At long last, there’s a national best-selling book that offers practical and proven advice on many of the social ills that plague our nation.
This book explains with measured solutions how to curb childhood obesity and enhance children’s nutrition, improve communication between married couples and among parents and their kids, instill sound values in the next generation, conduct civil political discourse, engage in community involvement and service, improve time-management skills, avoid the pitfalls of media saturation and much more.
The author isn’t a physician or a policy expert or a social scientist; she’s not a preacher or a teacher — she’s not even certified in her field. Nonetheless, if every American family purchased this book and followed the simple recipes for living contained in it, our communities and our country would be profoundly better off.
The book? “Mr. Sunday’s Soups,” a collection of delicious soup recipes complied by Lorraine Wallace, wife of “Fox News Sunday” host Chris Wallace. (I have read all 78 recipes and cooked two so far. The use of the word “delicious” is a documented fact.)
That’s right. The answer to the question, “How can America strengthen its families, improve the health of its citizens and thus its communities, encourage its youth, and pass on the values and virtues that are crucial to the character of our nation?” can be found in — a cookbook.
“Mr. Sunday” is Chris Wallace‘s nickname among his co-workers at the Fox News Channel. As the couple has explained, their family tradition since Mr. Wallace began his stint at Fox is to sit together for a soup lunch when he returns home from work on Sundays. It started when the couple’s then-teenage son, Remick, still lived at home and spent Sunday afternoons playing baseball. Lunch was the only window of the day when the family could eat together.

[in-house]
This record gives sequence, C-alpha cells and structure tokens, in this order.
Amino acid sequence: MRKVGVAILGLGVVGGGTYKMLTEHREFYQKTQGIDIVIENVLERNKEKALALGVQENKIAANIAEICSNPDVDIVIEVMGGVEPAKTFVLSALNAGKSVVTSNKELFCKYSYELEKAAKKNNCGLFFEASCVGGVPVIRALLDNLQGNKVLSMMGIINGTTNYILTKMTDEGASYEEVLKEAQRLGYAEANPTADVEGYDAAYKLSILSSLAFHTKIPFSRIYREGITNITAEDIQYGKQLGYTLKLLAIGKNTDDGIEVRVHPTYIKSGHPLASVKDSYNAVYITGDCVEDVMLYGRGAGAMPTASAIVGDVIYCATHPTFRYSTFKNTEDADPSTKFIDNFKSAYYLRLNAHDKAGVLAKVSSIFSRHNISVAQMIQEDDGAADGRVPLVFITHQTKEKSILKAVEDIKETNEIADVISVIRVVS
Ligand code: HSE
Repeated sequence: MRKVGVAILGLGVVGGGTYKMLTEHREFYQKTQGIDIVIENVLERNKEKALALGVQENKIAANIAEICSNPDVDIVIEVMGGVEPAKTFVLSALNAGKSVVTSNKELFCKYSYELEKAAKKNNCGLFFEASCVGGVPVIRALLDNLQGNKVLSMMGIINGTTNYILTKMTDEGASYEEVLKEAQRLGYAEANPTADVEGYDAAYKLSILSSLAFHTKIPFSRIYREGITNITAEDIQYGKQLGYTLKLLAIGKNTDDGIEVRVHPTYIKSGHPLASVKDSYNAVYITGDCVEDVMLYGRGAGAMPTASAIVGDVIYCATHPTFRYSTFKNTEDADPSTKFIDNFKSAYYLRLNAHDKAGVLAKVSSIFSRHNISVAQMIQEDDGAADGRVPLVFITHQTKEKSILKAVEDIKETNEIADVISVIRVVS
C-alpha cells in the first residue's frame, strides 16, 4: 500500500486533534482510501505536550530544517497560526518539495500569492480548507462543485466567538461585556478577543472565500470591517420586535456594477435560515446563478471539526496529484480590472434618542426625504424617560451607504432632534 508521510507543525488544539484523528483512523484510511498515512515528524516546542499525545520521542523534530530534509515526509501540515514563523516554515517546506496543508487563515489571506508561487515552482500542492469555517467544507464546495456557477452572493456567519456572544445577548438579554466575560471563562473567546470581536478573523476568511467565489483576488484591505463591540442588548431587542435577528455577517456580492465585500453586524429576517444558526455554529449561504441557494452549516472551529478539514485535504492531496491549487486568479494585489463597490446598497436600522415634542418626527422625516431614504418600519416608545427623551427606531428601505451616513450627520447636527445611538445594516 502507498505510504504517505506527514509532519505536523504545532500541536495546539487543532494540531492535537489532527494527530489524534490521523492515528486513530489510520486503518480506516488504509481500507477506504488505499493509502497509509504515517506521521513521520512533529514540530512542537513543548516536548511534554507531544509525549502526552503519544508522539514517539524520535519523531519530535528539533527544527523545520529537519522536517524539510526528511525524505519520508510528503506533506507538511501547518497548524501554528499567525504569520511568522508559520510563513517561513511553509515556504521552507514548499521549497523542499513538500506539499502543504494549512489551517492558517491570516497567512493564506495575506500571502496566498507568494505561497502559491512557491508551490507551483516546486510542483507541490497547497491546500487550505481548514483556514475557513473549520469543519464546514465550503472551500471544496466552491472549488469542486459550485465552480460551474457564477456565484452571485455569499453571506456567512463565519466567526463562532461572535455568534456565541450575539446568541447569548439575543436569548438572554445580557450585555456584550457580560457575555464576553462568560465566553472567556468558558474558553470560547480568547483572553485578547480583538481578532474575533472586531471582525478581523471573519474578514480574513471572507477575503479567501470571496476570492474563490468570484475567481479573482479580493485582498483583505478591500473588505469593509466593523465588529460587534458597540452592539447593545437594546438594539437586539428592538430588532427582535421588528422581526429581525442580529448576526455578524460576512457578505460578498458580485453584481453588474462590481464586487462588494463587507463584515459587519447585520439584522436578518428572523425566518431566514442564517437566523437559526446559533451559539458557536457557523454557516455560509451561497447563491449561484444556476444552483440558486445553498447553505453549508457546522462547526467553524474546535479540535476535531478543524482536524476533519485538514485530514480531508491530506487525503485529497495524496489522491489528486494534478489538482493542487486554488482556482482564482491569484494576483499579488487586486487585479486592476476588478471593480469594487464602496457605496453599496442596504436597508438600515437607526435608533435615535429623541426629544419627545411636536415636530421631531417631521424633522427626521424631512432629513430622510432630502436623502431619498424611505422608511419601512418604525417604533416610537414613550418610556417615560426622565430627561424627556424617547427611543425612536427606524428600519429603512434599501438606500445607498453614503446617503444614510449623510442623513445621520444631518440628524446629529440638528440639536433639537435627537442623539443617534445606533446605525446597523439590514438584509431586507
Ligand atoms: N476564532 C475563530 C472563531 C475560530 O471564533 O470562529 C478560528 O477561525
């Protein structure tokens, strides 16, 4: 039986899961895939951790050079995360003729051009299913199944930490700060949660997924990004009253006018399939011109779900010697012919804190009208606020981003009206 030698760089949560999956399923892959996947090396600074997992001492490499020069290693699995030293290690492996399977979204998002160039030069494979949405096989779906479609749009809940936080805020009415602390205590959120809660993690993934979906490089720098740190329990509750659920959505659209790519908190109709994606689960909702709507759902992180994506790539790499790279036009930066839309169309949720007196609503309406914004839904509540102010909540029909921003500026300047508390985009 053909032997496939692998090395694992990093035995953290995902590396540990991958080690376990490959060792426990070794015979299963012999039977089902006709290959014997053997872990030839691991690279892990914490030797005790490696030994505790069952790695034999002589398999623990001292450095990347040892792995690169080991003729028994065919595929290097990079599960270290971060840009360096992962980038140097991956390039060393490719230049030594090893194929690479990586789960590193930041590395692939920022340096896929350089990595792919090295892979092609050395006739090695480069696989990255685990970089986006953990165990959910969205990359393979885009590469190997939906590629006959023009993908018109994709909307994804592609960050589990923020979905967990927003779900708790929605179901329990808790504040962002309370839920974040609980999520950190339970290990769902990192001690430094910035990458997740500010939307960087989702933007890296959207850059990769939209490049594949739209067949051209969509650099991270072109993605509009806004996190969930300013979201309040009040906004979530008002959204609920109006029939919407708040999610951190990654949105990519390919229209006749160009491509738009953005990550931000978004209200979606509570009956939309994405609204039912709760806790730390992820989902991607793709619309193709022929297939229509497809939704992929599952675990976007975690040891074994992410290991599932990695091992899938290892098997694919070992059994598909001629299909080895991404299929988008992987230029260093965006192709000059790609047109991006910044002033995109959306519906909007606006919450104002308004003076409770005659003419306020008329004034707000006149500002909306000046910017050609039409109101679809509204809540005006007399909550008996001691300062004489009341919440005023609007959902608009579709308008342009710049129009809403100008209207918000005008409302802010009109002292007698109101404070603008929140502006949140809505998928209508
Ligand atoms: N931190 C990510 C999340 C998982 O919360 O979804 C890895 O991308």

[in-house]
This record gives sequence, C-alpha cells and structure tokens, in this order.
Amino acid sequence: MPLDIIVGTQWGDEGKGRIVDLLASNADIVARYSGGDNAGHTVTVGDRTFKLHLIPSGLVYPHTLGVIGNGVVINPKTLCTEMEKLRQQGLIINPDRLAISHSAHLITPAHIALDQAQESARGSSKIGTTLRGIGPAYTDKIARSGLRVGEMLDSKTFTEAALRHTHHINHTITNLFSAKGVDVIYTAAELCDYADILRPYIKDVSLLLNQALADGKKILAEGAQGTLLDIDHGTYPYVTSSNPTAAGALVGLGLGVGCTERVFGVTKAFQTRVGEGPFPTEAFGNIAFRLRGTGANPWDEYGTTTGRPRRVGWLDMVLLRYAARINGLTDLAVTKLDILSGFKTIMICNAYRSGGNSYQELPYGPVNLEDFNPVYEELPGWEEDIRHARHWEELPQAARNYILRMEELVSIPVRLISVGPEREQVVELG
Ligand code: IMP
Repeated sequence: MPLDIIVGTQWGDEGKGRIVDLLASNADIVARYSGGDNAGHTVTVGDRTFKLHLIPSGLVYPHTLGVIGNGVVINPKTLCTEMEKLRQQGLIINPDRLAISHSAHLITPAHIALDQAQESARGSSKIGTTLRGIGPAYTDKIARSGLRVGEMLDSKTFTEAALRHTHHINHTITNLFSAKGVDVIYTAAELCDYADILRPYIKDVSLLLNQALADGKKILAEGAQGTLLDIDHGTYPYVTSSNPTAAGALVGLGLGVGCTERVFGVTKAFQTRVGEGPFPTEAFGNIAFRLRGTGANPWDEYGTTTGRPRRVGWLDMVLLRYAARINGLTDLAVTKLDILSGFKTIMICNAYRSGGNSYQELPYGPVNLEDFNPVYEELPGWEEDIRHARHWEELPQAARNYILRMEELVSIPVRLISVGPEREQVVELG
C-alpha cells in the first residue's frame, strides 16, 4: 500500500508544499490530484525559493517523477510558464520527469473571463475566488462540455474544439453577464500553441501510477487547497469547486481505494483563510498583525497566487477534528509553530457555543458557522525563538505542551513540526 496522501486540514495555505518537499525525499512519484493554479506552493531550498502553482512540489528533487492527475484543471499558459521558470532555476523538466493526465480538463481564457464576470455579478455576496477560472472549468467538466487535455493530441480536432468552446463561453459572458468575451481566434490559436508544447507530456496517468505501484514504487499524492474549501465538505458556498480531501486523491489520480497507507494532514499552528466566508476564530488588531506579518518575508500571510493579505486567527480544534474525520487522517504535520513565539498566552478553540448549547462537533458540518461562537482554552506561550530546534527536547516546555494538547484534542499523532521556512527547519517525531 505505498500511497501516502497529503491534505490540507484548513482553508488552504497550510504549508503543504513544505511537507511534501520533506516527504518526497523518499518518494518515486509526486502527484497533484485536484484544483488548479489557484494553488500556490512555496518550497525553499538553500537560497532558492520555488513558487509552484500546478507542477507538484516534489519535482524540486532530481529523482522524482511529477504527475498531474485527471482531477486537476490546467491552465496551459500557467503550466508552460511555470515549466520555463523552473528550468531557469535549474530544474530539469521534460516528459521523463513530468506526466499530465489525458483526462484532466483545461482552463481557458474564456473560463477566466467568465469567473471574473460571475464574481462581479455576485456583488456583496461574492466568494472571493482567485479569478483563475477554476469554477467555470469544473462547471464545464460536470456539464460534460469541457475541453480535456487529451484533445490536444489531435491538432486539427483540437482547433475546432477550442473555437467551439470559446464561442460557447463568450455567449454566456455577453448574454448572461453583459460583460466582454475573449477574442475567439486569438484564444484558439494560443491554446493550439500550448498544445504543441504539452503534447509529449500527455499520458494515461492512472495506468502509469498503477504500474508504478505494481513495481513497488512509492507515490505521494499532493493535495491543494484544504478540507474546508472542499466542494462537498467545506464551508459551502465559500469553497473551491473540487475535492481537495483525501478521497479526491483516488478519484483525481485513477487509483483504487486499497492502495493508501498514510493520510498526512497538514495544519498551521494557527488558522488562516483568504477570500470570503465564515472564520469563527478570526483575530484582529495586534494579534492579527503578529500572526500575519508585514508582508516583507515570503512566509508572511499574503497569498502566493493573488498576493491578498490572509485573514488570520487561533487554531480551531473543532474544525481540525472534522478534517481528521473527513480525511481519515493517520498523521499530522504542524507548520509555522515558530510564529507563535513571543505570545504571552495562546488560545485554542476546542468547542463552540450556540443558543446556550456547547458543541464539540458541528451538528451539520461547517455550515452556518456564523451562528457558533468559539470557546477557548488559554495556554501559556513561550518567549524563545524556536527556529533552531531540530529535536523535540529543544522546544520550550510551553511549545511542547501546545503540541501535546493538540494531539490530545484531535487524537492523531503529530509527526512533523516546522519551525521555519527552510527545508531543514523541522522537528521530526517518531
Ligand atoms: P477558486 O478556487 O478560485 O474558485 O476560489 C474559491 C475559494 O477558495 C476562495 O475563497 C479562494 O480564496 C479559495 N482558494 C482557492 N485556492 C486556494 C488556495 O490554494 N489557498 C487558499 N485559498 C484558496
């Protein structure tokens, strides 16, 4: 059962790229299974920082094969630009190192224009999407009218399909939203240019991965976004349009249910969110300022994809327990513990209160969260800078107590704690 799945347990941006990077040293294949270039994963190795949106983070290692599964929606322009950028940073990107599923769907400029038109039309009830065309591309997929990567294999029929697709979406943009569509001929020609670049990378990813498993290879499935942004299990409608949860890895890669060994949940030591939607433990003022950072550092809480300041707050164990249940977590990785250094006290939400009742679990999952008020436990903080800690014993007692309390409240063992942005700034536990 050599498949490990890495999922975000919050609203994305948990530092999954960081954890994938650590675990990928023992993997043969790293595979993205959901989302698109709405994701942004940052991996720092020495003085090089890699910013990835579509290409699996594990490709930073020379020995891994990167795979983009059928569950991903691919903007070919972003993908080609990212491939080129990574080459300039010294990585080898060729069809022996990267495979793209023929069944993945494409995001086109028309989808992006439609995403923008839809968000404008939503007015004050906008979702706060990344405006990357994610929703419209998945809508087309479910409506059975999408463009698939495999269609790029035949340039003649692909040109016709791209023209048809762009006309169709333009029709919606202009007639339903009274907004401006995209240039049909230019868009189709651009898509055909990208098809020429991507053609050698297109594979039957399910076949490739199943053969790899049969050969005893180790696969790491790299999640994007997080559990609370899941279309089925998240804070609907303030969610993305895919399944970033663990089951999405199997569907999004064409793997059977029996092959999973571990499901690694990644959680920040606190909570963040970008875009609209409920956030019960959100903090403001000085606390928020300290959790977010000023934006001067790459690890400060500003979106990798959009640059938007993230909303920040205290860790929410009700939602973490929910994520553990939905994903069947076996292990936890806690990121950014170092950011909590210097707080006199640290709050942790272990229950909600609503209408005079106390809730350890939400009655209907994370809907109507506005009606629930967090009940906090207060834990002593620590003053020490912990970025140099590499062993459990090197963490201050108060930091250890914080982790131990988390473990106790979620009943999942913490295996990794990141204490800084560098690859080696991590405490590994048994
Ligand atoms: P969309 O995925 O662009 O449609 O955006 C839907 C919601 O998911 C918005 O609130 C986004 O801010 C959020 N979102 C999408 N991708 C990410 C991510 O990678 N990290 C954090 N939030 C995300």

Eating together is the key. “I think this is the tradition that people are yearning for,” Mrs. Wallace told me. “With all the challenges facing modern American families, gathering around the table is still an important way that we can teach our children values and help them learn to cope with things that every child faces when they grow up.
“The family table is where we celebrate successes and nurture each other through our failures,” she says. At the Wallace household, meeting at the family table often included soup.
Lorraine and Chris Wallace met the way many couples do — through mutual friends at a party. Both divorced single parents, she was mother to two children; he was the father of four, including young twins. They dated, fell in love and got married, blending together what Mr. Wallace calls “our own version of the Brady Bunch.”
“There were years when I would be driving kids from one thing to another from 3 in the afternoon until well into the evening,” Mrs. Wallace recalled. “On those nights, it was always wonderful to come home to a pot of soup. It was quick, affordable, delicious, and it was an easy way to get everyone to sit together for a meal.”
Her soup suppers accomplished what other quick meals could not: Getting the family to sit down. “It’s hard to eat soup on the run,” she explained.
Looking at the family photos nestled between soup recipes in her book, it’s clear this family blended together well, like pumpkin-pear soup or “buffalo” chili.
Mrs. Wallace‘s recipes for butternut squash puree (served with blue-cheese popovers), pasta-and-chickpea soup, and old-fashioned tomato soup with maple-candied bacon would beckon any family to the table, to be sure. (Mine is looking forward to hot and sour soup that doesn’t come in a takeout container.)
But this cookbook is more than just a catalog of hearty and healthy soup recipes. It’s also a call to action — a game plan to improve our families by remembering that we must feed not only our bodies, but also the relationships that comprise the most vital building blocks in our national foundation: Our families.
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